Know Your Rights: Debt Relief Notices

Question

I am unemployed, getting social welfare and living in rented accommodation. I have large credit card debts and a credit union loan of €13,300. I can’t make my repayments and the only asset I have is a car worth €1,200, which I need to take my son to school. Is there anything I can do to reduce my debts?

Answer

You may qualify for a Debt Relief Notice (DRN). This is one of three debt resolution mechanisms introduced under the Personal Insolvency Act 2012  for people who cannot afford to pay their personal debts. In general, you can qualify for a DRN if your net monthly income after deductions for reasonable living expenses is under €60 and your total assets are valued at €400 or less. There are some exceptions. You are allowed, for example, to own a motor vehicle valued at €2,000 or less. You may qualify for a DRN if all your qualifying debts are below €20,000, excluding certain “non-permitted” debts.

You must apply for a DRN through an Approved Intermediary (AI). You must disclose all details of your financial affairs to the AI, who will then advise you whether or not you meet the conditions for a DRN, the consequences, and any alternative options. The AI service is free.

The DRN provides you with protection from creditors for three years. If your circumstances do not change and you meet all the conditions of your DRN, at the end of the three-year period the money you owe to the creditors named on the DRN will be written off.

You can choose an AI from the Register of Approved Intermediaries published by the Insolvency Service of Ireland (ISI). Several Money Advice and Budgeting Service (MABS) companies have been authorised as AIs. If you plan to apply for a DRN through MABS, you will first need to answer some questions to check if you meet the eligibility criteria. You will need to gather all relevant information about your debts, assets, income and circumstances.

You can get further information from MABS on 0761 07 2000 (Monday to Friday, 9 am to 8 pm)  mabs.ie or from the ISI’s helpline 0761 06 4200 (Monday to Friday, 9 am to 6 pm) and isi.gov.ie. The ISI also has a new website backontrack.ie for people who are struggling with debt.

Seasonal flu vaccination campaign

Flu is a very serious illness - there can be potentially 1,000 flu related deaths in Ireland during a severe flu season. The HSE recommends that the following groups of at-risk people should be vaccinated against seasonal influenza:

  • Everyone aged 65 years and over
  • Anyone over six months of age with a long term illness requiring regular medical follow-up such as chronic lung disease, chronic heart disease, diabetes or those with lower immunity due to disease or treatment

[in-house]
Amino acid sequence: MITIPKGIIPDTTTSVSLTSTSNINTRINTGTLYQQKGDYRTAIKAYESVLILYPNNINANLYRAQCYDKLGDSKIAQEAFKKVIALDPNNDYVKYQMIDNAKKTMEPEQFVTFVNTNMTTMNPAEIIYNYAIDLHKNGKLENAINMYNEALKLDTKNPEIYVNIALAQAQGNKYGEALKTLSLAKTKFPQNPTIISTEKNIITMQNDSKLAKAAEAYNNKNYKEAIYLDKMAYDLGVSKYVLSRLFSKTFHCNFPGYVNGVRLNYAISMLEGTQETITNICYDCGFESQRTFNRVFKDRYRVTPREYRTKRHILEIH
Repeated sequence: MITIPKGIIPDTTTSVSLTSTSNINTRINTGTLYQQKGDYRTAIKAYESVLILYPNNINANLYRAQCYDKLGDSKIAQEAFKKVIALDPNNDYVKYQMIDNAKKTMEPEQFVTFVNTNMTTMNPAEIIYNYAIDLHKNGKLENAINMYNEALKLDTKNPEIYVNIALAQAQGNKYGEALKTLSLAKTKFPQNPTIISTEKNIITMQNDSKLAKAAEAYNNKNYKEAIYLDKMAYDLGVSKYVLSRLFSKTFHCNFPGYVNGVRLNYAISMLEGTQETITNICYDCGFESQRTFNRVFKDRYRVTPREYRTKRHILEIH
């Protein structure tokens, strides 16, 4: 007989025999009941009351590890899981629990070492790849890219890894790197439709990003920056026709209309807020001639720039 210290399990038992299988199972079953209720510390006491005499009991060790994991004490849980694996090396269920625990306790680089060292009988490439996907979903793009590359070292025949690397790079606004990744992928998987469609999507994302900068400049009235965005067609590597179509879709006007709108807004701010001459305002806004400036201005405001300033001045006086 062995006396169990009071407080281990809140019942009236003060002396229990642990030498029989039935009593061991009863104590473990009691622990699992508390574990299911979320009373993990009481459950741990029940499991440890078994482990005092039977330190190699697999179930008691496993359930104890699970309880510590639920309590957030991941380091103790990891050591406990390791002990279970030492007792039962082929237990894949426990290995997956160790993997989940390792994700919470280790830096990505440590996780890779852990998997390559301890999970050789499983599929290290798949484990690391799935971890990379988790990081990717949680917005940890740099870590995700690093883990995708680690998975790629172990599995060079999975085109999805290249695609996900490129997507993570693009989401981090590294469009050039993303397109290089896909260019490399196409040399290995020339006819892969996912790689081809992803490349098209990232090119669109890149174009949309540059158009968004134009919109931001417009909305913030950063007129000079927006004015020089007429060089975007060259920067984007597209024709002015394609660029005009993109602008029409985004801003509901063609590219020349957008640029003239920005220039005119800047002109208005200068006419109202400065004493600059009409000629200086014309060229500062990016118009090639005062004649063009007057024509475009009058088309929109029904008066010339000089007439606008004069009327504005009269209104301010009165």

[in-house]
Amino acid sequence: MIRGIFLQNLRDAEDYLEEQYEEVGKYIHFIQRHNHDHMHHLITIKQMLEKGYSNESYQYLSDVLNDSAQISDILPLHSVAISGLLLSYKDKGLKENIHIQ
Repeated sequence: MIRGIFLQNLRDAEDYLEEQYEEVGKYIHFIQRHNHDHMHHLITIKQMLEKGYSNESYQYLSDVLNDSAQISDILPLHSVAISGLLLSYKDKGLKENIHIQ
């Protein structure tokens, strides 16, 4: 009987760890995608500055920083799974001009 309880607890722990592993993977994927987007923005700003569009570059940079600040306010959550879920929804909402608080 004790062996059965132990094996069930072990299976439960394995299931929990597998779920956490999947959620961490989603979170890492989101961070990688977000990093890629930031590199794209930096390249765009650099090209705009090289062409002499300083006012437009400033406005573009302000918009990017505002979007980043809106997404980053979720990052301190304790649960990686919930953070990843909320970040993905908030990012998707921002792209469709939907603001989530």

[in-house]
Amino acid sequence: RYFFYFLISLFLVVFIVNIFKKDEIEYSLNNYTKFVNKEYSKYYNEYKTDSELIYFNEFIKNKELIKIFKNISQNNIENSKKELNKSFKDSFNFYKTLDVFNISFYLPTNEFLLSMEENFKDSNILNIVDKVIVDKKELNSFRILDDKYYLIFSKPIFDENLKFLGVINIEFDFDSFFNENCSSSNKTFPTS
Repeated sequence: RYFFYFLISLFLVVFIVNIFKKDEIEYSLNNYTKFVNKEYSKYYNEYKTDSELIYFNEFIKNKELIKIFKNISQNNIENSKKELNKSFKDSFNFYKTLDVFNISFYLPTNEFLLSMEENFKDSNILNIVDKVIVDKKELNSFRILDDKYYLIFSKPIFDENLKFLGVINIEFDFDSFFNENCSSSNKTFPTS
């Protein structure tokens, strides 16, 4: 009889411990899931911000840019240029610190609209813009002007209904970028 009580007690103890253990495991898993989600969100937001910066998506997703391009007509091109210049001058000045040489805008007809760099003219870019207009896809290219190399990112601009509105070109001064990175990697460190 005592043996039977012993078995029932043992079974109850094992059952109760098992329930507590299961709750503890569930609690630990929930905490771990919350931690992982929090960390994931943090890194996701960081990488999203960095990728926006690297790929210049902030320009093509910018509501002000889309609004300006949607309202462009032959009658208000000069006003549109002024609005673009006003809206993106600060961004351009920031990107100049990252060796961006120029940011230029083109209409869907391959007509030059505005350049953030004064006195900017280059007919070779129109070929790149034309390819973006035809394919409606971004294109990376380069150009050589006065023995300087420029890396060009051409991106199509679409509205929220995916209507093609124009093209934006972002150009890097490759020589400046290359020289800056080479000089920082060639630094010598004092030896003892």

• Pregnant women
  • Residents of nursing homes and other long stay facilities
  • Healthcare workers

In addition to seasonal flu vaccination, some people in the at-risk groups may also need pneumococcal vaccine which is available from GPs. Pneumococcal vaccine is not required every year – most people only need to get it once, so those at risk should check with their GP.

The HSE provides the flu and pneumococcal vaccine free of charge for all those in the at-risk groups. The vaccine and consultation are free for people with a medical card or GP visit card. People who do not have a medical card or GP visit card will be charged a consultation fee.

Those aged 18 years or older in the at risk groups may attend either their GP or pharmacist for vaccination and people under 18 should go to their GP.

Know Your Rights: Household Benefits Package and water charges

Question

I live alone and get a State Pension. Will I be able to get any help with the new water charges?

Answer

Domestic water charges will apply from 1 October 2014 and the first bills will issue from January 2015. A free allowance of a certain amount of water will be provided for every household, with extra allowances for children. If you are getting the Household Benefits Package, you will also get help with the cost of water charges. From January 2015 the Household Benefits Package will include a new annual Water Support payment of €100 (made up of four equal payments of €25). The Water Support payment will be paid to everyone who qualifies for the Household Benefits Package. This includes people who are not customers of Irish Water and who either have their own water supply or are members of a group scheme. If you are currently getting the Household Benefits Package and get your allowance as a credit on your bill, the Department of Social Protection (DSP) does not hold payment details for you. In September 2014 the DSP contacted customers to ask them to complete a form with their bank account information so the Water Support payment can be paid directly. The Water Support payment can also be paid in post offices. The Water Support payment will be paid directly to you, not to Irish Water. If your home is connected to a public water supply (or to public wastewater services) you will need to set up an account with Irish Water to pay your water charges and to claim the free household allowance. Irish Water has sent customer application packs to all households, to be returned by 31 October 2014.